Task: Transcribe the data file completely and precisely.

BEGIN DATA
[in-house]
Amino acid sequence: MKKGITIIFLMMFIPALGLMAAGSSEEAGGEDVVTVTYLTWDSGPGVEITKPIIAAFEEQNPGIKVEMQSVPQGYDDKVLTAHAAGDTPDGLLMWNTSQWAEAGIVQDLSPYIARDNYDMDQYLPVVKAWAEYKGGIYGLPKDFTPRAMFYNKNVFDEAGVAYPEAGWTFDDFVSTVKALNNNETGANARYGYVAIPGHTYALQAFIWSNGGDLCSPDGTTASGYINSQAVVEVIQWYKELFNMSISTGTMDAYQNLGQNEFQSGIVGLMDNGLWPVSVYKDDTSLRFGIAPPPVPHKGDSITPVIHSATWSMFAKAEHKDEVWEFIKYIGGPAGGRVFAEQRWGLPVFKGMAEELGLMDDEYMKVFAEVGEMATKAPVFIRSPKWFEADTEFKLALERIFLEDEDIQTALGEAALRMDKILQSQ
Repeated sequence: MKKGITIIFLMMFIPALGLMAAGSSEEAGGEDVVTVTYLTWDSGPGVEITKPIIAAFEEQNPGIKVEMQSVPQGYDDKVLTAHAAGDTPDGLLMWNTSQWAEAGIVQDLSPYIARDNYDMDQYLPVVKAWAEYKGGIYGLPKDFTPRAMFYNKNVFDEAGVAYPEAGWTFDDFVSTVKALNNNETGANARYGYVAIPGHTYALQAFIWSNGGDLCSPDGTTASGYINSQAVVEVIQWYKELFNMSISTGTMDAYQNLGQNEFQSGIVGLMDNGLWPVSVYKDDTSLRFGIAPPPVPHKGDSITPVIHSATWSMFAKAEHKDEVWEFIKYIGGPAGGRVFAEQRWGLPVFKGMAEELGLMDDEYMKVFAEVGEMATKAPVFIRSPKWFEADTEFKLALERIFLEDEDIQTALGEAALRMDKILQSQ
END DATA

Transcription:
[in-house]
Amino acid sequence: MKKGITIIFLMMFIPALGLMAAGSSEEAGGEDVVTVTYLTWDSGPGVEITKPIIAAFEEQNPGIKVEMQSVPQGYDDKVLTAHAAGDTPDGLLMWNTSQWAEAGIVQDLSPYIARDNYDMDQYLPVVKAWAEYKGGIYGLPKDFTPRAMFYNKNVFDEAGVAYPEAGWTFDDFVSTVKALNNNETGANARYGYVAIPGHTYALQAFIWSNGGDLCSPDGTTASGYINSQAVVEVIQWYKELFNMSISTGTMDAYQNLGQNEFQSGIVGLMDNGLWPVSVYKDDTSLRFGIAPPPVPHKGDSITPVIHSATWSMFAKAEHKDEVWEFIKYIGGPAGGRVFAEQRWGLPVFKGMAEELGLMDDEYMKVFAEVGEMATKAPVFIRSPKWFEADTEFKLALERIFLEDEDIQTALGEAALRMDKILQSQ
Repeated sequence: MKKGITIIFLMMFIPALGLMAAGSSEEAGGEDVVTVTYLTWDSGPGVEITKPIIAAFEEQNPGIKVEMQSVPQGYDDKVLTAHAAGDTPDGLLMWNTSQWAEAGIVQDLSPYIARDNYDMDQYLPVVKAWAEYKGGIYGLPKDFTPRAMFYNKNVFDEAGVAYPEAGWTFDDFVSTVKALNNNETGANARYGYVAIPGHTYALQAFIWSNGGDLCSPDGTTASGYINSQAVVEVIQWYKELFNMSISTGTMDAYQNLGQNEFQSGIVGLMDNGLWPVSVYKDDTSLRFGIAPPPVPHKGDSITPVIHSATWSMFAKAEHKDEVWEFIKYIGGPAGGRVFAEQRWGLPVFKGMAEELGLMDDEYMKVFAEVGEMATKAPVFIRSPKWFEADTEFKLALERIFLEDEDIQTALGEAALRMDKILQSQ